The British royal family is a big one with aunts and uncles galore, so it should come as no surprise that the late monarch had quite a few cousins. So, who were Queen Elizabeth’s cousins, you ask? Well, we’d have to write a book to name them all (she had a whopping 31 first cousins!), but here’s a rundown of the most prominent among them.
The 7 Most Prominent of Queen Elizabeth's Cousins
1. Princess Alexandra, the Hon Lady Ogilvy
Princess Alexandra (born December 25, 1936) was Queen Elizabeth II’s first cousin through their fathers, King George VI and Prince George (Duke of Kent). In addition to having served as one of Queen Elizabeth’s bridesmaids, Princess Alexandra also frequently acted as a stand-in for the queen when Her Majesty was unable to attend events.
She currently remains a working member of the royal family—at age 86, no less—and is a patron of the arts and sciences, and particularly active on the healthcare front, too…so let’s just say she’s no slouch!
2. Prince Edward, Duke of Kent
Another of Queen Elizabeth II’s paternal first cousins: Prince Edward, Duke of Kent (born October 9, 1935), is Princess Alexandra’s older brother and one of the longest-serving living members of the royal family. Indeed, the Duke of Kent has devoted his life to the monarchy, as well as the British armed forces, where he served for 21 years. Although he retired from the army in 1976, Prince Edward remains a passionate advocate for veterans and, per the royal family’s website, is “involved with over 140 different charities, organizations and professional bodies which cover a wide range of issues.”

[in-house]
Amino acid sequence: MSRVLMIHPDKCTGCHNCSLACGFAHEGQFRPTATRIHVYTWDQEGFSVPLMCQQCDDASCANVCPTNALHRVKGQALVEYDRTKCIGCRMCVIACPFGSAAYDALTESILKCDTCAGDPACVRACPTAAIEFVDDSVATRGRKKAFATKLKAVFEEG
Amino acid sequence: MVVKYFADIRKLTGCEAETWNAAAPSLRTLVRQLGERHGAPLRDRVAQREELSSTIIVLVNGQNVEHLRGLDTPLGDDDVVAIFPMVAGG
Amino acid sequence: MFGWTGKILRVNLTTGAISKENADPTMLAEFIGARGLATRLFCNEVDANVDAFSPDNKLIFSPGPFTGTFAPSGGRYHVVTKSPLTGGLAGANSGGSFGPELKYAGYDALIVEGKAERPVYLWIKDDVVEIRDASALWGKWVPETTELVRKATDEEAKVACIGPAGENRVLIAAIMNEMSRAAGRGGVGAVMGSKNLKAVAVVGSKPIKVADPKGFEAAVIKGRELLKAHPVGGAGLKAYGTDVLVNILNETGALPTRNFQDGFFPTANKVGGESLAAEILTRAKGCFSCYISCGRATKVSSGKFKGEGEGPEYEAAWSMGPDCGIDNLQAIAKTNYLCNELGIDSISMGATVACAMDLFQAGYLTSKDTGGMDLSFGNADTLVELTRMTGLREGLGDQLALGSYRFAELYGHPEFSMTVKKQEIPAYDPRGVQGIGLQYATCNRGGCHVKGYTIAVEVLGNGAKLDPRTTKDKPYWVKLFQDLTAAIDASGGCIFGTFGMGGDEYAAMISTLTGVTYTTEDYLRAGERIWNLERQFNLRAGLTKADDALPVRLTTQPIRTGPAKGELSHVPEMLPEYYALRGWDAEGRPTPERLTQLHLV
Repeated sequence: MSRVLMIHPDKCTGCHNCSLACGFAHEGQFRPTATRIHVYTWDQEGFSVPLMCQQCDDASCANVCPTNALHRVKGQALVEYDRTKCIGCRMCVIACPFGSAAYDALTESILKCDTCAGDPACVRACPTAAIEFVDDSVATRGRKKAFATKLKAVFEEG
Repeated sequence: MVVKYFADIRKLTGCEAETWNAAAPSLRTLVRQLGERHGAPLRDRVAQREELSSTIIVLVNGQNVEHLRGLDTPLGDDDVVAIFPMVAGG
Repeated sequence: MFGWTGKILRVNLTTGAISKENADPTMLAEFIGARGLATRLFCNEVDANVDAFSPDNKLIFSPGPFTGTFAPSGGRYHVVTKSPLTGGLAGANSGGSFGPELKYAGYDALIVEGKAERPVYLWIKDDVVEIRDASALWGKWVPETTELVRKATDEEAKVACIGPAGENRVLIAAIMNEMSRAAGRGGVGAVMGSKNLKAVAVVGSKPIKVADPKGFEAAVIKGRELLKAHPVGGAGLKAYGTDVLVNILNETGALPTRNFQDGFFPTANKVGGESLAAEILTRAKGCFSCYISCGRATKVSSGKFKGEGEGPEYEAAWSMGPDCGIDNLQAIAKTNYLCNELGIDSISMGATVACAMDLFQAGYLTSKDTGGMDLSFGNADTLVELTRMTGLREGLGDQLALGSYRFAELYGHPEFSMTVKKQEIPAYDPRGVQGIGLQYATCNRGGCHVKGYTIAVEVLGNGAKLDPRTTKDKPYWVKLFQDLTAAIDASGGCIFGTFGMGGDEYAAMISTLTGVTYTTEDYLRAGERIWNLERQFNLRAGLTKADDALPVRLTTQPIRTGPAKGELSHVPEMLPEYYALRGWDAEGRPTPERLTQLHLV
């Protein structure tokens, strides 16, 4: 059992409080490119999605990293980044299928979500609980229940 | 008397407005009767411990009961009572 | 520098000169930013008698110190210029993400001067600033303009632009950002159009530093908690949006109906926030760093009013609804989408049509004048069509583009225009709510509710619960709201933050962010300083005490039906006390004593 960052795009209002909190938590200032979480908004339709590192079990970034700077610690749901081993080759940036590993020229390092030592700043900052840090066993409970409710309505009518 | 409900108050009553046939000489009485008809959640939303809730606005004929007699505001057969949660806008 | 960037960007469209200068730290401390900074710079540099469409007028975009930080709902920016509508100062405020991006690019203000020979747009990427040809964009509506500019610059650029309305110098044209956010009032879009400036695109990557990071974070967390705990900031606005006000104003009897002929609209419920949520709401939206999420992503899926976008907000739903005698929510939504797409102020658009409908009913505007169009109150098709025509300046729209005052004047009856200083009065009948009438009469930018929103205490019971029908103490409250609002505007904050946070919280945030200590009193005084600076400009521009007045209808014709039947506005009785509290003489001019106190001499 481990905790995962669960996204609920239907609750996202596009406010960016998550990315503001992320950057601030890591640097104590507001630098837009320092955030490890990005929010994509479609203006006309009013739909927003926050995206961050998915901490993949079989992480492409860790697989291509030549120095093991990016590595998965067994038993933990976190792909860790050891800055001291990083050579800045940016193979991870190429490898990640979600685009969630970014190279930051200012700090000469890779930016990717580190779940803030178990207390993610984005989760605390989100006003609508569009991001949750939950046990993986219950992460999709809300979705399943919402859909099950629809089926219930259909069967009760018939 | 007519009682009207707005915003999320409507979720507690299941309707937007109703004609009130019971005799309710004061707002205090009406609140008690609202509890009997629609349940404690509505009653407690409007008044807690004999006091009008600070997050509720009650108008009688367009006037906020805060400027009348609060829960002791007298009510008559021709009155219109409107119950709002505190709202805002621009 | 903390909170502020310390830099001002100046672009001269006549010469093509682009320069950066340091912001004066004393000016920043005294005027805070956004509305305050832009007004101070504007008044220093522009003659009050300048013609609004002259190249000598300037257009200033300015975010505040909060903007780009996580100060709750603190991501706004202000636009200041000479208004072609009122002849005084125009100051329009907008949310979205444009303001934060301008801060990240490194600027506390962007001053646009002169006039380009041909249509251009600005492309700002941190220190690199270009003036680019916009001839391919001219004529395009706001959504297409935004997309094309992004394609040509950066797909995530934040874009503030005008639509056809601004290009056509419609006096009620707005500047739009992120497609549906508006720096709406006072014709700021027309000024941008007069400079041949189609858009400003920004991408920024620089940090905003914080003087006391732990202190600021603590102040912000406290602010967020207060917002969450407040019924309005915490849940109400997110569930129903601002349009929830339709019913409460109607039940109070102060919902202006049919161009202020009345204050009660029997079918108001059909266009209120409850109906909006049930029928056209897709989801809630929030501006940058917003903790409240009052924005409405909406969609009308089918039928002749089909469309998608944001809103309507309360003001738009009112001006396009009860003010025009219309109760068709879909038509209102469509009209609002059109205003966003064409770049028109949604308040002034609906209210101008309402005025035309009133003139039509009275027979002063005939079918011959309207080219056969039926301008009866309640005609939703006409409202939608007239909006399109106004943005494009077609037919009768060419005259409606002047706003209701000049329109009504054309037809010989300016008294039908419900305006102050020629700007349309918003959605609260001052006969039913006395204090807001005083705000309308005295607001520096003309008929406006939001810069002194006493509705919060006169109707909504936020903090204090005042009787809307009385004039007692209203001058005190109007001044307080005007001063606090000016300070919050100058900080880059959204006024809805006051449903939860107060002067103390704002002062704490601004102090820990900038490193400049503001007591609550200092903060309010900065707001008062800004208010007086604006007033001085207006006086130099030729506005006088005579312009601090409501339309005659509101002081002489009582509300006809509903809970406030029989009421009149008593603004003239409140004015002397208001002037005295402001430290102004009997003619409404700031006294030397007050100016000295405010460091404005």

When Prince Edward isn’t busy with his royal engagements, you’ll find him at his home on the grounds of Kensington Palace or attending a Wimbledon tournament. (He’s a tennis enthusiast and regularly appears at the prestigious sporting event.)
3. Prince Michael of Kent
Prince Michael of Kent (born July 4, 1942) is the third child of Prince George, Duke of Kent, and the younger brother of Princess Alexandra and Prince Edward. He is not a working member of the royal family and does not receive any public funds, but he has been known to attend royal celebrations and was permitted to live at the Kensington Palace on Queen Elizabeth II’s dime.
Prince Michael also has ties to the Romanovs, the last imperial family of Russia, on his mother’s side—a connection he had historically embraced until Russia’s recent invasion of Ukraine. It’s also worth noting that Prince Michael is the most controversial of the three siblings: He was accused of seeking favors from Vladimir Putin (an allegation he categorically denied), and his wife, Princess Michael, has been called out for blatant racism on more than one occasion.
4. Prince Richard, Duke of Gloucester
Prince Richard, Duke of Gloucester (born August 26, 1944), is the son of Prince Henry and Princess Alice, Duke and Duchess of Gloucester, and yet another one of Queen Elizabeth II’s first cousins. Despite his noble birth, Prince Richard had no intention of becoming a working member of the royal family and initially preferred to keep a low-profile. He enrolled at Cambridge University, earned a degree in architecture and went on to start his career as a partner at a London-based architecture firm.